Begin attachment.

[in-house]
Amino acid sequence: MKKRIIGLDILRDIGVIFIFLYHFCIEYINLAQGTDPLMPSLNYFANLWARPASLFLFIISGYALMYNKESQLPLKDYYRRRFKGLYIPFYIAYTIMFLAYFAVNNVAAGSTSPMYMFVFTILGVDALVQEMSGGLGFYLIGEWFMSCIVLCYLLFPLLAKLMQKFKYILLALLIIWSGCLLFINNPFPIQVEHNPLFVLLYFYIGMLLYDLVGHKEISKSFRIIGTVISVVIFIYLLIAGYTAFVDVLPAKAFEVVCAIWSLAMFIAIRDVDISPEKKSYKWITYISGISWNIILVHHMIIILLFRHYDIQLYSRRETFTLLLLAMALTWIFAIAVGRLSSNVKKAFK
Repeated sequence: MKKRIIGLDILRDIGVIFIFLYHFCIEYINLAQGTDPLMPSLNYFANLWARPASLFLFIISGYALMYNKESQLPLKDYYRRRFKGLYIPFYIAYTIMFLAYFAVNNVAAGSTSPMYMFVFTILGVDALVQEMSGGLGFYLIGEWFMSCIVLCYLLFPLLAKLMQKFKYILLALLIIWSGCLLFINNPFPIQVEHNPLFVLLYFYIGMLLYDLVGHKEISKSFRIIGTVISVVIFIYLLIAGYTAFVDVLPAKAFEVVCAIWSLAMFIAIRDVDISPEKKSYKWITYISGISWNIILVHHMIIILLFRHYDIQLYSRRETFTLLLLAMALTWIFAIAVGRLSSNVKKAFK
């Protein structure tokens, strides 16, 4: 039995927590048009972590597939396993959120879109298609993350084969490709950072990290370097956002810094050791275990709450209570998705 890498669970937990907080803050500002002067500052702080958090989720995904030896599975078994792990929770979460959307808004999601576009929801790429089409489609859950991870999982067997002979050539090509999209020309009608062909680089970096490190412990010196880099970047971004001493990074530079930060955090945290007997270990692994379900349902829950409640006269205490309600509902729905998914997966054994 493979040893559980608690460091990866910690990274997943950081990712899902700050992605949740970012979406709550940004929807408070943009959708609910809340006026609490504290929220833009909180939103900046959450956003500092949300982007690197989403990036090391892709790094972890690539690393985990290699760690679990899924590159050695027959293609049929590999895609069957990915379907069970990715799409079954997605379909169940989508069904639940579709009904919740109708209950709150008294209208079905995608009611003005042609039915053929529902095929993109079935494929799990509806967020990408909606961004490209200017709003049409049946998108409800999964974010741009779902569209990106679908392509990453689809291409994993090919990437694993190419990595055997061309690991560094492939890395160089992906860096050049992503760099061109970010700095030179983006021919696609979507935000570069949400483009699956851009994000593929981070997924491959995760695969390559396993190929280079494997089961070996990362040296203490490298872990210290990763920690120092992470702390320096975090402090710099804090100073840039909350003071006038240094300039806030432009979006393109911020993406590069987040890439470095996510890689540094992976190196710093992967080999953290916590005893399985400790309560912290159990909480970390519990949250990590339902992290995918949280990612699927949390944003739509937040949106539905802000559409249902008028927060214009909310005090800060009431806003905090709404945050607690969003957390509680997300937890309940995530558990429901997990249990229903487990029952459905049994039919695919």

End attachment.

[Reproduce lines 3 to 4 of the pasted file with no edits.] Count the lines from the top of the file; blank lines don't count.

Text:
Repeated sequence: MKKRIIGLDILRDIGVIFIFLYHFCIEYINLAQGTDPLMPSLNYFANLWARPASLFLFIISGYALMYNKESQLPLKDYYRRRFKGLYIPFYIAYTIMFLAYFAVNNVAAGSTSPMYMFVFTILGVDALVQEMSGGLGFYLIGEWFMSCIVLCYLLFPLLAKLMQKFKYILLALLIIWSGCLLFINNPFPIQVEHNPLFVLLYFYIGMLLYDLVGHKEISKSFRIIGTVISVVIFIYLLIAGYTAFVDVLPAKAFEVVCAIWSLAMFIAIRDVDISPEKKSYKWITYISGISWNIILVHHMIIILLFRHYDIQLYSRRETFTLLLLAMALTWIFAIAVGRLSSNVKKAFK
């Protein structure tokens, strides 16, 4: 039995927590048009972590597939396993959120879109298609993350084969490709950072990290370097956002810094050791275990709450209570998705 890498669970937990907080803050500002002067500052702080958090989720995904030896599975078994792990929770979460959307808004999601576009929801790429089409489609859950991870999982067997002979050539090509999209020309009608062909680089970096490190412990010196880099970047971004001493990074530079930060955090945290007997270990692994379900349902829950409640006269205490309600509902729905998914997966054994 493979040893559980608690460091990866910690990274997943950081990712899902700050992605949740970012979406709550940004929807408070943009959708609910809340006026609490504290929220833009909180939103900046959450956003500092949300982007690197989403990036090391892709790094972890690539690393985990290699760690679990899924590159050695027959293609049929590999895609069957990915379907069970990715799409079954997605379909169940989508069904639940579709009904919740109708209950709150008294209208079905995608009611003005042609039915053929529902095929993109079935494929799990509806967020990408909606961004490209200017709003049409049946998108409800999964974010741009779902569209990106679908392509990453689809291409994993090919990437694993190419990595055997061309690991560094492939890395160089992906860096050049992503760099061109970010700095030179983006021919696609979507935000570069949400483009699956851009994000593929981070997924491959995760695969390559396993190929280079494997089961070996990362040296203490490298872990210290990763920690120092992470702390320096975090402090710099804090100073840039909350003071006038240094300039806030432009979006393109911020993406590069987040890439470095996510890689540094992976190196710093992967080999953290916590005893399985400790309560912290159990909480970390519990949250990590339902992290995918949280990612699927949390944003739509937040949106539905802000559409249902008028927060214009909310005090800060009431806003905090709404945050607690969003957390509680997300937890309940995530558990429901997990249990229903487990029952459905049994039919695919």